My experiences tell me that journalists play a critical role in public health improvements; my evidence is anecdotal, but my examples continue to mount. Take Ken Ward of the Charleston Gazette and his coverage of the toxic substance ammonium perfluorooctanoic acid (PFOA), also known as C8. It’s the chemical used to make Teflon non-stick surfaces. Recently, Ward wrote about a mortality analysis of workers in a 3M facility in Cottage Grove, Minnesota. What’s noteworthy about Ward’s story is not so much the study’s findings, but rather, that he does the yeoman’s work to monitor the EPA’s TSCA 8(e) docket. What do you know—something interesting was submitted by 3M in late February 2008: “Mortality of Employees of an Ammonium Perfluorooctanoate Production Facility.”
Recall that in May 2005, DuPont agreed to pay a multi-million dollar penalty and settle a case with EPA for its failure to report adverse health effects information about PFOA, as required by the Toxic Substances Control Act. (Read a case study about PFOA.) Now, attorneys working for DuPont, 3M and other manufacturers of PFOA are on high-alert (I suspect) about submitting data to EPA. That’s why I commend Ward’s routine monitoring of what is submitted to the PFOA docket. It’s a service to the principle of right-to-know and to public health.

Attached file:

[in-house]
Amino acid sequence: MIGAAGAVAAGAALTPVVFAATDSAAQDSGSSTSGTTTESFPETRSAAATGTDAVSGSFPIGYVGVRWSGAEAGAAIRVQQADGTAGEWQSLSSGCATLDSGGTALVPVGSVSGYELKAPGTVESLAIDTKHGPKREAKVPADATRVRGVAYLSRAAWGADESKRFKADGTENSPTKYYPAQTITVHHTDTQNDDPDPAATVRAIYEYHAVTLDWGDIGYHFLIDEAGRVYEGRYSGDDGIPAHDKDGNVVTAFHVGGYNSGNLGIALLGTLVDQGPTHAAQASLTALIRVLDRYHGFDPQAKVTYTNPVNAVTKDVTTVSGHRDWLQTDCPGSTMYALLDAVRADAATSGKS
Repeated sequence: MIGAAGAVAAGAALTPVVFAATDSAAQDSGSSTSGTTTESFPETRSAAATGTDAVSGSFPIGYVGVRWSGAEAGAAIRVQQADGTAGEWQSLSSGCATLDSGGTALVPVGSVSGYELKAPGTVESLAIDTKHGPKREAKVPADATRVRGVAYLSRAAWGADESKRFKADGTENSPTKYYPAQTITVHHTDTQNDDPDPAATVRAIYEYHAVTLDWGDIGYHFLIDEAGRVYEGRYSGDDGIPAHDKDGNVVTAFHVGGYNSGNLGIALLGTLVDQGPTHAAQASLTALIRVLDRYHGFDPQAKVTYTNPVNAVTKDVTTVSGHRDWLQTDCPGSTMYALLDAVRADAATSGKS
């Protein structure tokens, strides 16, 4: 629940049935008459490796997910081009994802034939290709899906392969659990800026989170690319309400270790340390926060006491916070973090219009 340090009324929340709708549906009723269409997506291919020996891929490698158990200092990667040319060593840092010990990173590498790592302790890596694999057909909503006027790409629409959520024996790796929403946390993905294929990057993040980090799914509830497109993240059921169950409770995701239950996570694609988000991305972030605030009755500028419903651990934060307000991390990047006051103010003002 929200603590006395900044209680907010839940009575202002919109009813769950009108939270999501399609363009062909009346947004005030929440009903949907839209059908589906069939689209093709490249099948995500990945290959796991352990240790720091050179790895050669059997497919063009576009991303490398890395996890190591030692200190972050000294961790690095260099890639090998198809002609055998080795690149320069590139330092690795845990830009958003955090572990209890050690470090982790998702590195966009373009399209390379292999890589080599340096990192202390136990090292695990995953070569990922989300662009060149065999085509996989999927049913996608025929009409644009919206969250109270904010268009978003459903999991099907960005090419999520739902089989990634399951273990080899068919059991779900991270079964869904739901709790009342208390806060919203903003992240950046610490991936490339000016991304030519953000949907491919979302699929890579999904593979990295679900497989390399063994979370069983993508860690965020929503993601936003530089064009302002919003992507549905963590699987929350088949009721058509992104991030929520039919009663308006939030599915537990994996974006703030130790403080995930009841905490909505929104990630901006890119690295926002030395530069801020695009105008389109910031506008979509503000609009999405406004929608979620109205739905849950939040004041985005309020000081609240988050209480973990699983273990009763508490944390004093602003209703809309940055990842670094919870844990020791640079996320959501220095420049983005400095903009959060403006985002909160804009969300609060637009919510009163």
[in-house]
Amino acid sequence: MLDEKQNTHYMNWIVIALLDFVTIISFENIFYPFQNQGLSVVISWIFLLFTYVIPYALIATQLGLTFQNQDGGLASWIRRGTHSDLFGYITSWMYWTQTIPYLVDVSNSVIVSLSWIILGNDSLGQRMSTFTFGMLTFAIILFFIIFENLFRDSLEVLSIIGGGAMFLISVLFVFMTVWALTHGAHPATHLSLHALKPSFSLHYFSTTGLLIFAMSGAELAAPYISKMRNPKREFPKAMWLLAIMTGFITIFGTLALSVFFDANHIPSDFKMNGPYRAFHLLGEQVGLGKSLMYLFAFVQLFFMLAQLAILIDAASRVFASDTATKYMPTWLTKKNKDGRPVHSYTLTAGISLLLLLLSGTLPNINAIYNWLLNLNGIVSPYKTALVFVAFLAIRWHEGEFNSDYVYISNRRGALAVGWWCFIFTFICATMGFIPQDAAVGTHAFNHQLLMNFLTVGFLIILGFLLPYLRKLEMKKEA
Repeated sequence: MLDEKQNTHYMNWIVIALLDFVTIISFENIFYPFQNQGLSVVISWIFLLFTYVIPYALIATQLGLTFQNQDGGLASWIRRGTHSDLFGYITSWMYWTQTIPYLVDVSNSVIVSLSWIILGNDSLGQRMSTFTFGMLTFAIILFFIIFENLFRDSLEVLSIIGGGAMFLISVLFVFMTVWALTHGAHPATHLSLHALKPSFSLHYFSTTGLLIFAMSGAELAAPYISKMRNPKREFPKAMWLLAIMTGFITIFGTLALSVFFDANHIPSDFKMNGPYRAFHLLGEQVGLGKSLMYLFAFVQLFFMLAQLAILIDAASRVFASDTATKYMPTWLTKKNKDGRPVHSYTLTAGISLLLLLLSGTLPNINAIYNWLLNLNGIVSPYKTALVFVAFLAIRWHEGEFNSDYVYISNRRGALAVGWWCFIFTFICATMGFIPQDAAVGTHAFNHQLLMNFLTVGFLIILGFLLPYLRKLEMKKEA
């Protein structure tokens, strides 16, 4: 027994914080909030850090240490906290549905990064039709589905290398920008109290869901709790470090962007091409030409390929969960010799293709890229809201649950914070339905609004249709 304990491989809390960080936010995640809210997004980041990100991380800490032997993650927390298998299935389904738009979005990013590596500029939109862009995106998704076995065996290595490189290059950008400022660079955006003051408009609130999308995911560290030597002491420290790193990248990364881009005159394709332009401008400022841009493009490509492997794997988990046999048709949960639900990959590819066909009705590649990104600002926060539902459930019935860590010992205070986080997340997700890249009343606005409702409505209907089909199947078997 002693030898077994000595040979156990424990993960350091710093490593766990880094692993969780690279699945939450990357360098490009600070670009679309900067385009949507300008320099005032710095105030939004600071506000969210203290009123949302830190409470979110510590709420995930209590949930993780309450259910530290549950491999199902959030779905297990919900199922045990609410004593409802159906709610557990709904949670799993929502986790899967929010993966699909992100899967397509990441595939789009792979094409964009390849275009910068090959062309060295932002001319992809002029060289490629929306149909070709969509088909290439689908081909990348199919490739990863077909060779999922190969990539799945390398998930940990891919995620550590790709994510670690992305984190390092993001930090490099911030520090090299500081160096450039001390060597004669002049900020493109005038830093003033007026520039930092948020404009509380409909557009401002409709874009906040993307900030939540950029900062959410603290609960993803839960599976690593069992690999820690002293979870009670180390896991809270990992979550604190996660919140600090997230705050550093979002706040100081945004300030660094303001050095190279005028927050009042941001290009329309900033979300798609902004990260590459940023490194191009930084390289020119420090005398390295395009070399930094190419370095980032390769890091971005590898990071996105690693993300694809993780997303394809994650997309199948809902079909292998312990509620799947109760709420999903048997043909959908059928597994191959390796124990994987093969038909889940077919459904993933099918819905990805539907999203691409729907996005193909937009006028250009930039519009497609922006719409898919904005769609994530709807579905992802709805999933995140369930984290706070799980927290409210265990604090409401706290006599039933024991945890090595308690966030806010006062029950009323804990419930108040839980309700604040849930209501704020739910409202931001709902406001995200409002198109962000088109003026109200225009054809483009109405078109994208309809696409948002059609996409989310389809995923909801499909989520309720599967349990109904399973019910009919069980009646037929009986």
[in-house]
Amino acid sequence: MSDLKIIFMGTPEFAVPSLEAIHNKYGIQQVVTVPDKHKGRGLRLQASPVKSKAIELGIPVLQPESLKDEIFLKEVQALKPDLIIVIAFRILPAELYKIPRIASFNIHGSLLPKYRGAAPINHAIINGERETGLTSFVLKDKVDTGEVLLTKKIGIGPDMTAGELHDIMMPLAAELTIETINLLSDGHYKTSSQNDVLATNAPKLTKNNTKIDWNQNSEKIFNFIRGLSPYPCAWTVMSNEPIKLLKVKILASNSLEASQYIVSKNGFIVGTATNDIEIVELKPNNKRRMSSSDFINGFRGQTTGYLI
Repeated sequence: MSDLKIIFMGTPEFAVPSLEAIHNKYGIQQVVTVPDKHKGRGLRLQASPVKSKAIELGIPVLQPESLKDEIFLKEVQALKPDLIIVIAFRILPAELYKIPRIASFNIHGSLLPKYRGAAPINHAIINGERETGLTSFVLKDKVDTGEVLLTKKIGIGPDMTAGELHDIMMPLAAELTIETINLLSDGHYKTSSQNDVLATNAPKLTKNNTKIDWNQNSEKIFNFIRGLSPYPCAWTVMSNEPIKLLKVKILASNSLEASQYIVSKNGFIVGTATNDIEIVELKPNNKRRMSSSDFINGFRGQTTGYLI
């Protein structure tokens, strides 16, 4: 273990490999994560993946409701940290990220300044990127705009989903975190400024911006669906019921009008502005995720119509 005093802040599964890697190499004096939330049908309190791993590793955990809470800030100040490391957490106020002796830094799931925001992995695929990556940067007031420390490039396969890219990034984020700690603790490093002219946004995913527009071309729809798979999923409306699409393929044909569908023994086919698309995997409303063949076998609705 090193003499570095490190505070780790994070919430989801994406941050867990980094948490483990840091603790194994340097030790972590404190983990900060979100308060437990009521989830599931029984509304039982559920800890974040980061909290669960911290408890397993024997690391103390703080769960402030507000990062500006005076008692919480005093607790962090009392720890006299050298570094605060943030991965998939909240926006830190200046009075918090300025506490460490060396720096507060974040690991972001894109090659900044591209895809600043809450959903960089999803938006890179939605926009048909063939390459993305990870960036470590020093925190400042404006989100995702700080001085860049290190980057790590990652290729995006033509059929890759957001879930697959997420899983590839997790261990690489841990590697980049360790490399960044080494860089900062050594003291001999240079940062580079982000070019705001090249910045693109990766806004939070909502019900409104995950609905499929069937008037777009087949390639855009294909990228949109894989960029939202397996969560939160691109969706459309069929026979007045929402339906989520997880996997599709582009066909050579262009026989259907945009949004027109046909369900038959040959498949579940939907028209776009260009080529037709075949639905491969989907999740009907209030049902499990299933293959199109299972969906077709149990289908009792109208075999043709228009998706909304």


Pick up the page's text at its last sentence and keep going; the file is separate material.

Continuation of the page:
As we know, a mortality analysis such as the one prepared about the 3M Cottage Grove, Minnesota workers might some day be published in a scientific journal. Or maybe not. Given the potential magnitude of worker, community and environmental exposure to PFOA, it’s satifsying to know that EPA scientists have access to this information, and, thanks to Ken Ward, the rest of us know they do.
There’s a public health benefit of “right-to-know” laws and the Freedom of Information Act. We should not take these protections for granted. My hats off to reporters and researchers who dig through records tucked away in federal agency dockets and let the rest of us know about them. After DuPont’s violations of the TSCA reporting requirements, the system seems to be working for perfluorooctanoate sulfonate, perfluorooctanoate acid and related compounds. But, it’s a small, very small victory.
Consider this: there are nearly 100,000 industrial chemicals manufactured in or imported into the U.S., and no tough EPA stick being used to ensure that they report health effects data as required under TSCA.